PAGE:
The two most recent posts there are quite entertaining and pithy. First, in commenting on the tedium and general lack of editing in the LOTR films, Alex Singleton observes Yet the Lord of the Rings films have netted lots of money. Bad films, making lots of money. Is this an example of market failure? Well, … More I Am Enjoying The New Adam Smith Institute Blog … More I Am Enjoying The New Adam Smith Institute Blog
Is reading David Hume. From his essay “Of the Jealousy of Trade,” (1759): Nothing is more usual, among states which have made some advances in commerce, than to look on the progress of their neighbours with a suspicious eye, to consider all trading states as their rivals, and to suppose that it is impossible for … More One Reason Why I Love Teaching History Of Economic Thought … … More One Reason Why I Love Teaching History Of Economic Thought …
This week Newsweek has an intelligent article on experimental economics and its value in application to real-world problems. It starts with a profile of Vernon Smith and the work he pioneered that won him the Nobel last year, and illustrates the origins of experimental research: Smith did not set out to bring down the establishment. … More Newsweek Article On Experimental Economics … More Newsweek Article On Experimental Economics
I spent the weekend at a beach house in Michigan with my husband and six close friends, one of whom is a die-hard Cubs fan. She couldn’t even listen to the second game in the same room with the rest of us on Saturday, but instead sat outside and watched the lake. Thankfully we had … More Cubs Clinch! … More Cubs Clinch!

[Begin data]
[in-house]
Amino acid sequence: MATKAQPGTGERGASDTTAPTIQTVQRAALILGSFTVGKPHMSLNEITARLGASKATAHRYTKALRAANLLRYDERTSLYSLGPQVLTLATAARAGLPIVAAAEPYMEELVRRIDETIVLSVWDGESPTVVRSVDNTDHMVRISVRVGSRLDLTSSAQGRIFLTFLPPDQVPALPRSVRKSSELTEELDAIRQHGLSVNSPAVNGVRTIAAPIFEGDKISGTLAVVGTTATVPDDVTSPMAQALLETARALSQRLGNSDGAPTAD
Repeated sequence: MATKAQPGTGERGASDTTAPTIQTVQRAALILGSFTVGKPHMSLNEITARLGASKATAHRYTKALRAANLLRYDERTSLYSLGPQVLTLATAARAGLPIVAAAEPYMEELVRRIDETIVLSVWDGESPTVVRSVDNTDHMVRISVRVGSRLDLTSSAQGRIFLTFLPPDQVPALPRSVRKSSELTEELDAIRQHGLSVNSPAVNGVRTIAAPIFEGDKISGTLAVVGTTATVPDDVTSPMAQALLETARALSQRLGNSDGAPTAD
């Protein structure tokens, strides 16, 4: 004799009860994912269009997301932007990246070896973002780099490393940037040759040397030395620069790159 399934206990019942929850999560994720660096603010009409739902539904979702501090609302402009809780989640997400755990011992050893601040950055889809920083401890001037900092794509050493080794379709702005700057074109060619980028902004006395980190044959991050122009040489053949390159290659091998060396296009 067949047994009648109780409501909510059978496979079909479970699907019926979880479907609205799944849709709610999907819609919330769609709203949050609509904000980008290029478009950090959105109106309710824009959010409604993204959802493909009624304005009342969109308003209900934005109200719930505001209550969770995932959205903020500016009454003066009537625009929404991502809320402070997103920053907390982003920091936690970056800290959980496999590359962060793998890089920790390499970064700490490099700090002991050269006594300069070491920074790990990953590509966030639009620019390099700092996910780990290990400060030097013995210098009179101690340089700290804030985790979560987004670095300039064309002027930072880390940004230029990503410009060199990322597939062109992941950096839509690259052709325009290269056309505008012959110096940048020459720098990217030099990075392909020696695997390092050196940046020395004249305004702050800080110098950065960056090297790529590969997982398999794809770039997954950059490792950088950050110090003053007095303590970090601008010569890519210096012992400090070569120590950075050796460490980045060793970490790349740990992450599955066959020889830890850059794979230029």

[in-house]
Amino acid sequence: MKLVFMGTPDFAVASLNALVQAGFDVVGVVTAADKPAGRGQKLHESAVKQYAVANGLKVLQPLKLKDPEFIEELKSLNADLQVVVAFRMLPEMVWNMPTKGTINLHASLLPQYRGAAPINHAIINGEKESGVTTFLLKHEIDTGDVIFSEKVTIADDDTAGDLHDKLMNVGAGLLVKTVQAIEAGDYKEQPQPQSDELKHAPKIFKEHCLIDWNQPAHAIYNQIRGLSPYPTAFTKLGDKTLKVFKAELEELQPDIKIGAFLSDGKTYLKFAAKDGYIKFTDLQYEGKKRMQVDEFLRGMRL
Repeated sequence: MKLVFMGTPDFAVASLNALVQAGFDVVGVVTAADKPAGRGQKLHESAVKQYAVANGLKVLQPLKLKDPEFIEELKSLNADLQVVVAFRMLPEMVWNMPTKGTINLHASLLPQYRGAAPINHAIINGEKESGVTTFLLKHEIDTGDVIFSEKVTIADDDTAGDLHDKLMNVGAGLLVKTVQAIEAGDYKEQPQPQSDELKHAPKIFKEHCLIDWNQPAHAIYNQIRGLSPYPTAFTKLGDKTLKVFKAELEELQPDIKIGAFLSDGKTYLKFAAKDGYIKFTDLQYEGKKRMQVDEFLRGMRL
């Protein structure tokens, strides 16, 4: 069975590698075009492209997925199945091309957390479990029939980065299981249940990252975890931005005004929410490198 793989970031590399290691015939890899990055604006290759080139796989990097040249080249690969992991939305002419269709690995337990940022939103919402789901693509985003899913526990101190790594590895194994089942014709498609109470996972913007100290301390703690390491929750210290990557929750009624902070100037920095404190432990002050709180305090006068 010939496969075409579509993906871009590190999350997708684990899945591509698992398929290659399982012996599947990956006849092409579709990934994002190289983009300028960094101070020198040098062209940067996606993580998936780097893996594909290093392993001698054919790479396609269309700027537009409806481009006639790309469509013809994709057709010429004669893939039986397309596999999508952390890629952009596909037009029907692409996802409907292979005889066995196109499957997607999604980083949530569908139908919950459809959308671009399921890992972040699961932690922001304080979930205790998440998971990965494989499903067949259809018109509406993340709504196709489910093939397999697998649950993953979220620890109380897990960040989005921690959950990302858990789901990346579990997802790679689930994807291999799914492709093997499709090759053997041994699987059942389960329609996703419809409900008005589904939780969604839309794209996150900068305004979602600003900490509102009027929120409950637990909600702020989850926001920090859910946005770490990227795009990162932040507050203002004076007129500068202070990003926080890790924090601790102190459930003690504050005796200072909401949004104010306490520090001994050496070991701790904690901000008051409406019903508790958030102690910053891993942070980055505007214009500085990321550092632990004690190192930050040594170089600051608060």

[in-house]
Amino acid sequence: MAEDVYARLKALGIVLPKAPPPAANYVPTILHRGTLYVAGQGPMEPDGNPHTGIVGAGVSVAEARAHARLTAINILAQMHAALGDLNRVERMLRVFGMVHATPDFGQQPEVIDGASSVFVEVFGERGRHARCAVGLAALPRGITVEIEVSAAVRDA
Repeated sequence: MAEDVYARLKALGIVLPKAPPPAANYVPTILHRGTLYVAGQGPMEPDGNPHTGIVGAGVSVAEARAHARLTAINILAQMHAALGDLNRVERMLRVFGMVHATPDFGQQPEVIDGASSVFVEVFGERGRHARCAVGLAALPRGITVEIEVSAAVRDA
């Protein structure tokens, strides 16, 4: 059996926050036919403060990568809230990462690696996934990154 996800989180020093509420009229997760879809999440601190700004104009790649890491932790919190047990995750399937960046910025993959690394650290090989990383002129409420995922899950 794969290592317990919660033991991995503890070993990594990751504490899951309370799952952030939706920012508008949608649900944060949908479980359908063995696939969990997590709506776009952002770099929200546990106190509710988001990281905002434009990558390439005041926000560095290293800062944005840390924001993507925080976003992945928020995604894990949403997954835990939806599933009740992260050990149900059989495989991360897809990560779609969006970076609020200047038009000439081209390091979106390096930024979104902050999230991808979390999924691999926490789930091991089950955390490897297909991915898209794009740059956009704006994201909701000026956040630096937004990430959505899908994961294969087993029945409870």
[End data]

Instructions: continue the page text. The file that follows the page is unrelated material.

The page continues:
On Wednesday Tyler Cowen raised the following points about Callum McCarthy’s Financial Times editorial on the London blackout: OK, the author is Callum McCarthy, chief energy regulator in the UK, and he presumably has a vested interest in defending the status quo. And I don’t understand his convoluted take on overcapacity and price history, as … More Callum Mccarthy On The London Blackout … More Callum Mccarthy On The London Blackout
As with almost everything that Jonathan Rauch writes, including this recent Atlantic Monthly article on genetically modified food, this National Journal article on dos and do-nots instead of haves and have-nots is utterly insicisive and insightful. He does a nice job of summarizing research on poverty that has moved beyond the convictions of the early … More Jonathan Rauch: Dos And Do-nots … More Jonathan Rauch: Dos And Do-nots
We were sitting here last night, watching the USA-Nigeria game in the Women’s World Cup, in which Mia Hamm played brilliantly: Mia Hamm’s team mates have come to expect big games from her. But Thursday night’s performance in the USA’s 5-0 win over Nigeria was out of the ordinary even for the world’s all-time leader … More Both Halves Of A Power Sports Couple Excelled Last Night … More Both Halves Of A Power Sports Couple Excelled Last Night
Hal Varian’s Economic Scene column today is a very clear and succinct analysis of the dynamics underlying the current state of politics in California. His summary of the electricity crisis is pretty sound (although he does persist in calling what they did deregulation, which it was not). A highly recommended read. … More Varian On California
With five games to go in the season, the Cubs are in first place in the NL Central. Who’d a thunk it? Back in June, when we didn’t fall prey to our usual “June swoon”, people started saying things like “if we can just stay in the running until September, then we have an easier … More How ’bout Those Cubs? … More How ’bout Those Cubs?
For economics commentary from a British perspective, check out the new Adam Smith Institute blog (with thanks to William Sjostrom for the pointer). … More Adam Smith Institute Blog